How long does a hog roast take to cook?

Well, if you are hoping for a meal that takes just a few minutes or even a couple of hours to cook then you will be in for a bit of a shock, because hog roast is just not that sort of meal, as you probably already knew. After all, if you are hoping to have a catering solution that offers some of the very best in taste and flavour then you really can only expect that from a meat that needs a long time to cook, and that is certainly what you will get with hog roast. In short, each regular sized hog roast takes around six hours to cook to perfection , and there are some very good reasons why it takes so long.

Hog roast is a very old and traditional dish that really does delve back into medieval British history. Originally this would have been cooked over a huge hearth and enjoyed by some of society’s more privileged characters but times have certainly moved on since then and now most of us can enjoy the great taste of hog roast. We do not know how long a hog roast took to cook back in those days but we feel it must have been just as long, if not longer.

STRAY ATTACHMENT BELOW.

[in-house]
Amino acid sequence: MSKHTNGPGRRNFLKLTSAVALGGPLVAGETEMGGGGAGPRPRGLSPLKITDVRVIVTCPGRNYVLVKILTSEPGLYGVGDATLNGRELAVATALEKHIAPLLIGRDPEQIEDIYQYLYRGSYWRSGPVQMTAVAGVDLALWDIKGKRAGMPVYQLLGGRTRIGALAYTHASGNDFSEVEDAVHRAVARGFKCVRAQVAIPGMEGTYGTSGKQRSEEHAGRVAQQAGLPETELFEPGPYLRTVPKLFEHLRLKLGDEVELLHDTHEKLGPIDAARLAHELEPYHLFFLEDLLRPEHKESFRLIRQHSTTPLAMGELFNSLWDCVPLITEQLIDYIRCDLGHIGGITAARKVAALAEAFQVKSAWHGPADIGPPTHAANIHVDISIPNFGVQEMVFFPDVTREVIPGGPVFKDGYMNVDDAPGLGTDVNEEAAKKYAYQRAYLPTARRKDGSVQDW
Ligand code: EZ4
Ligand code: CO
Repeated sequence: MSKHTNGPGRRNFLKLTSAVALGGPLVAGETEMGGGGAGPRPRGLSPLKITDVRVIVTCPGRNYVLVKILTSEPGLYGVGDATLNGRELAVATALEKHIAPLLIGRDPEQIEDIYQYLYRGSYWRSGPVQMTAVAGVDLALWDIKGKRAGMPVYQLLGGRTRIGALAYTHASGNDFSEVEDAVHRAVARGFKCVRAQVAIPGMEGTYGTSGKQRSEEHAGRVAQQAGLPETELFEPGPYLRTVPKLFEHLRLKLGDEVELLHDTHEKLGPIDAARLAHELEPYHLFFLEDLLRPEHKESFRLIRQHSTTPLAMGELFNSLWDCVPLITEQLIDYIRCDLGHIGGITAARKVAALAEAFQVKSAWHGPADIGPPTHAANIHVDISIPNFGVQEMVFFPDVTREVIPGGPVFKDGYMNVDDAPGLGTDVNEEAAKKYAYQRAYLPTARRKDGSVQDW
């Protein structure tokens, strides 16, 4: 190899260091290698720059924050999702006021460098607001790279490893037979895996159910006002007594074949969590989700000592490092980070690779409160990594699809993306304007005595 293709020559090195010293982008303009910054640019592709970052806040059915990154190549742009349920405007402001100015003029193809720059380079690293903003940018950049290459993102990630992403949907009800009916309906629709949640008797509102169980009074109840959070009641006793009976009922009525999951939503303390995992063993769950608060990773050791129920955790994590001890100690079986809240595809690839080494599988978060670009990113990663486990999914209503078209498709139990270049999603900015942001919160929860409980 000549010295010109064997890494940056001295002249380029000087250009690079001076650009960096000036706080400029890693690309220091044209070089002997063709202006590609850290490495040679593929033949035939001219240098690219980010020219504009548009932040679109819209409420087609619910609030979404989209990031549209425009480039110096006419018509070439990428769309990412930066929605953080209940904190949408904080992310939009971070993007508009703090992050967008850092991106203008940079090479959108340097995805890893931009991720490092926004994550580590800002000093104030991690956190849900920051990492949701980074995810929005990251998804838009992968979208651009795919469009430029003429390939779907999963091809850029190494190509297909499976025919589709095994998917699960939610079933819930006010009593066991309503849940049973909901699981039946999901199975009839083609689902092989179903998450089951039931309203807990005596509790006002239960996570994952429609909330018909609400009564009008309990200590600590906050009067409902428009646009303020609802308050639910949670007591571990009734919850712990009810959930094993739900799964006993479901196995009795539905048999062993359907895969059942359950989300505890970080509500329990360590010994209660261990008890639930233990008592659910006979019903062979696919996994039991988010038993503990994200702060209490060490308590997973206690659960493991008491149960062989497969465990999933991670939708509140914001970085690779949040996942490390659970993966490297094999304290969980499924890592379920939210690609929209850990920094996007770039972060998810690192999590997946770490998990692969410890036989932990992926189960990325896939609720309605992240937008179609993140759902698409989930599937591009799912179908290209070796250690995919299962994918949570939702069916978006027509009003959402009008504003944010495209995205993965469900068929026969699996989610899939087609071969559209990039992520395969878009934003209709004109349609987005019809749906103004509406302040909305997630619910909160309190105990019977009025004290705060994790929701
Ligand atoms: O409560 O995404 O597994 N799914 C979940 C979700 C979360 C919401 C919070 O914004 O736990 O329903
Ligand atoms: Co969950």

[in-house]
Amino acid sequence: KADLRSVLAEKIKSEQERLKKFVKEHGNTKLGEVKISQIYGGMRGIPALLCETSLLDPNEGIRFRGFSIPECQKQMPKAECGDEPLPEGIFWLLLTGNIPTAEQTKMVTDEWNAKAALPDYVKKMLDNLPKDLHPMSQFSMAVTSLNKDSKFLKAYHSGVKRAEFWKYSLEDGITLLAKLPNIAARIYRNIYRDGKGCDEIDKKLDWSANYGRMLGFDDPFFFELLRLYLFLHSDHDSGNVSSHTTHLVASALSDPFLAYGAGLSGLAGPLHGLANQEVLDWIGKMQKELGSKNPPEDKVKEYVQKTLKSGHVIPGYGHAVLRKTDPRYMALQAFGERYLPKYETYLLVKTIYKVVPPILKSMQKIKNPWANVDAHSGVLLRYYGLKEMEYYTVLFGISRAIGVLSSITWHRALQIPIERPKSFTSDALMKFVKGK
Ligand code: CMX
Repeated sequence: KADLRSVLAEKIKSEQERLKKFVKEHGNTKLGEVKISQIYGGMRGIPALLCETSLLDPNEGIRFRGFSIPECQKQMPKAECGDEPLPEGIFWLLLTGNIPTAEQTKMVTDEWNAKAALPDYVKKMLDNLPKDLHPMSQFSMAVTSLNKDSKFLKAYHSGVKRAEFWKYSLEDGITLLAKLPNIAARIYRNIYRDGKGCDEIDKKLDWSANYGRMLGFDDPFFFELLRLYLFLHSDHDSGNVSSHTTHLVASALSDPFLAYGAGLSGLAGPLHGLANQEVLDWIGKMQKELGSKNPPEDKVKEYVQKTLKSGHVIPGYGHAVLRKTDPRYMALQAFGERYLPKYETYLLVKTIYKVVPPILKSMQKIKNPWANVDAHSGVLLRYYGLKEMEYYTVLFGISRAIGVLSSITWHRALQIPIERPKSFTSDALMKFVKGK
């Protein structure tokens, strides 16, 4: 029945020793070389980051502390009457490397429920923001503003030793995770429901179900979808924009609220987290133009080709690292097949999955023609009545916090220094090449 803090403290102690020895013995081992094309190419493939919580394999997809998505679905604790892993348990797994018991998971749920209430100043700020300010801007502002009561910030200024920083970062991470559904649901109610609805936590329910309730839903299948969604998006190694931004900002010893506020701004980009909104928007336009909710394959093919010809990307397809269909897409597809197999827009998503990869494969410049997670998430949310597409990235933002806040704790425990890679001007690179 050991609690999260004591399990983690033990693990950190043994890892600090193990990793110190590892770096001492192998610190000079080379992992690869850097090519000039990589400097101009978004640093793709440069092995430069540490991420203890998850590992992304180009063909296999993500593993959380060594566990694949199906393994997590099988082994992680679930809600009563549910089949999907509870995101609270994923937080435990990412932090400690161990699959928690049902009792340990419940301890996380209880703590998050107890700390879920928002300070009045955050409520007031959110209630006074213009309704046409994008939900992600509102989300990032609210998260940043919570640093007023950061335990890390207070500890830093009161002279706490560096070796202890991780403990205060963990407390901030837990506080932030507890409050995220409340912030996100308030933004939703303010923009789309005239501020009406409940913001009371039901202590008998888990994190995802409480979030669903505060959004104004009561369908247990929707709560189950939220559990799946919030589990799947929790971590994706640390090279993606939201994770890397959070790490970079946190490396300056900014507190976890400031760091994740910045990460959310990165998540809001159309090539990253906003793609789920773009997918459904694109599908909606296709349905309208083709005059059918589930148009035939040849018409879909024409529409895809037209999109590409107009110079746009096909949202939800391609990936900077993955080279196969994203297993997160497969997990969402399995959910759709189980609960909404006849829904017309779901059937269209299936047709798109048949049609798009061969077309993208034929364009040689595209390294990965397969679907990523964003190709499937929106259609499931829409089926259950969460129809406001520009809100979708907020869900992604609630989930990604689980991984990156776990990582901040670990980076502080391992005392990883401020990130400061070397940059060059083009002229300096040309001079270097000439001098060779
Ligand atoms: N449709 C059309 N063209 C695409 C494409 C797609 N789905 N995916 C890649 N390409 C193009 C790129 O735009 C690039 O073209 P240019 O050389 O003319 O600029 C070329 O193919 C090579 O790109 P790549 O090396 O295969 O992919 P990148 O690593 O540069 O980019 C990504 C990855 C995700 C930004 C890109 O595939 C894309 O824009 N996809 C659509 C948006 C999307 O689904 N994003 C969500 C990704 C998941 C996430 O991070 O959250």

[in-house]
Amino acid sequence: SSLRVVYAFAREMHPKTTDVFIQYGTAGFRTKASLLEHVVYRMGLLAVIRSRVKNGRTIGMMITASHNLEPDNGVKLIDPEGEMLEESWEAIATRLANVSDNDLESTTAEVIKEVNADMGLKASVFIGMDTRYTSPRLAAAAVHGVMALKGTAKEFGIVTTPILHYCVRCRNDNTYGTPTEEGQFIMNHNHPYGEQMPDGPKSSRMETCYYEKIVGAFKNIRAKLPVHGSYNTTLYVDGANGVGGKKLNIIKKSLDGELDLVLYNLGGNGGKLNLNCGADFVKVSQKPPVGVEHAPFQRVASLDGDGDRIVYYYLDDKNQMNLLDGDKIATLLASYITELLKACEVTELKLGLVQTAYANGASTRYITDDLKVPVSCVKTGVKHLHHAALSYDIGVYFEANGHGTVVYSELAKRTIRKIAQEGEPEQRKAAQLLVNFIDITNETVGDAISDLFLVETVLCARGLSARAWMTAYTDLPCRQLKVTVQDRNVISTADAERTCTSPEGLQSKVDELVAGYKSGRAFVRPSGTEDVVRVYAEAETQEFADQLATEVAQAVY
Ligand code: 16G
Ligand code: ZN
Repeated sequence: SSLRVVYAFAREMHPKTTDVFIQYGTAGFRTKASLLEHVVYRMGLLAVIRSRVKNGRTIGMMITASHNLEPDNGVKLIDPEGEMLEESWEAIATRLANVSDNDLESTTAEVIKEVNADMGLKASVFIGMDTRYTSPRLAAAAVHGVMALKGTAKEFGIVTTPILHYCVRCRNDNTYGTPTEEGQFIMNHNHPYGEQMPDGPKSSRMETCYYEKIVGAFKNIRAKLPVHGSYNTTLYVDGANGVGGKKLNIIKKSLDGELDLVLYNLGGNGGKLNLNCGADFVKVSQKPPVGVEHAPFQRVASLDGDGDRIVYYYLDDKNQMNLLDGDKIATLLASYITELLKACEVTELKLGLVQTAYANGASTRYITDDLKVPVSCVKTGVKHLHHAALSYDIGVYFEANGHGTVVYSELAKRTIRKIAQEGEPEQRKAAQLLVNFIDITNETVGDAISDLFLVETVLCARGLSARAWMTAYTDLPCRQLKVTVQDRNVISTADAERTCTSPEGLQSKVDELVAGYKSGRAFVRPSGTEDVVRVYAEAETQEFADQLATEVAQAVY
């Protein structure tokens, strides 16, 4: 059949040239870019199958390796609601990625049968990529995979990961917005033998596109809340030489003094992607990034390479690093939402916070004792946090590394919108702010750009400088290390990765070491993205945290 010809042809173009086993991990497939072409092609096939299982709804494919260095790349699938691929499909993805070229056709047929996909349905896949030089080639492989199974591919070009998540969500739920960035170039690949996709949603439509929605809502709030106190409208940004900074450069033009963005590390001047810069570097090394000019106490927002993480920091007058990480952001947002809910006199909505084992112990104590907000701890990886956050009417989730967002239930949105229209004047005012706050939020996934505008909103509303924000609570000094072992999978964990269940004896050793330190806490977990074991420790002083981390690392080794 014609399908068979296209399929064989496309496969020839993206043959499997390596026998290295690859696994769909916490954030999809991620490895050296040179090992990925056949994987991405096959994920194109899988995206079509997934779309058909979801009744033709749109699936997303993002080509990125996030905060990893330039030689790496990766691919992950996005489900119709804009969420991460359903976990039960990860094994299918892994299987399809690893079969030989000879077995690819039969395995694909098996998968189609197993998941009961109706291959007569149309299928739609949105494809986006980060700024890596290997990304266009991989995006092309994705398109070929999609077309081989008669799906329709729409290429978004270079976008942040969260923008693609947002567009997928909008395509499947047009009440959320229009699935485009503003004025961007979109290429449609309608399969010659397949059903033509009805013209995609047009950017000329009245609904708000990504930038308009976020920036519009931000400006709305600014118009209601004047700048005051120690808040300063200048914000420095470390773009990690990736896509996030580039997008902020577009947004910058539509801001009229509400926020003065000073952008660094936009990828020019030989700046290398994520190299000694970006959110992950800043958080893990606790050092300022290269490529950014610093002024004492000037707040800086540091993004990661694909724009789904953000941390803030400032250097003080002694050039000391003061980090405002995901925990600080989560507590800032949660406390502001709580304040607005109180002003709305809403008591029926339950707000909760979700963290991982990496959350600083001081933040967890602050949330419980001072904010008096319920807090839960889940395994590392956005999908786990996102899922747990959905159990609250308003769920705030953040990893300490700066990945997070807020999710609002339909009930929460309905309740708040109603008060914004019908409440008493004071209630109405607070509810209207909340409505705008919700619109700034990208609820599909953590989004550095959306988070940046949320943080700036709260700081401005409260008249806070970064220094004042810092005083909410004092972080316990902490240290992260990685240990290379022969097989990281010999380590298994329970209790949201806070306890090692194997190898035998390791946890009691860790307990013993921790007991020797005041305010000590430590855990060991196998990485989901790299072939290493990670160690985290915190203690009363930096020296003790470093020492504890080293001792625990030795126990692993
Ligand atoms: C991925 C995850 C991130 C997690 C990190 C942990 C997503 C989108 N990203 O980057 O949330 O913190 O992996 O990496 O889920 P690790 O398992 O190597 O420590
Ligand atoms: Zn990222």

Of course, medieval folk did not have the secret weapon that the twenty first century hog roast caterer has at their disposal and that is the hog roast machine. This is the secret to delivering a superbly cooked pig every time and it also ensures that presentation is excellent, but it does not really help speed up the process at all. In fact, you don’t really want it to be a fast process at all, because all the taste and flavour that you get from a wonderful hog roast is partly due to the fantastic slow roasting process. Slow roasting is well known by all chefs as the optimum way of cooking a piece of meat as it really allows the meat to retain its flavour and maintain that all important succulence. A big joint of meat has to have a long time cooking but this can be detrimental to the overall taste unless you know what you are doing. This is why the hog roast caterer will also look out for a pig that has just the right levels of fat. This fat serves a really key dual purpose. Firstly, fat adds valuable extra moistness and flavour to the meat, which as we all know is very important but it also acts as a protective barrier. Because the meat needs to cook for so long, the fat can help prevent those tasty juices from escaping. What that means is that the meat can stay deliciously succulent right through to being served. That juicy flavour is a hallmark of hog roast and is what makes those six long hours of cooking time so worthwhile. This is why it takes a while to cook!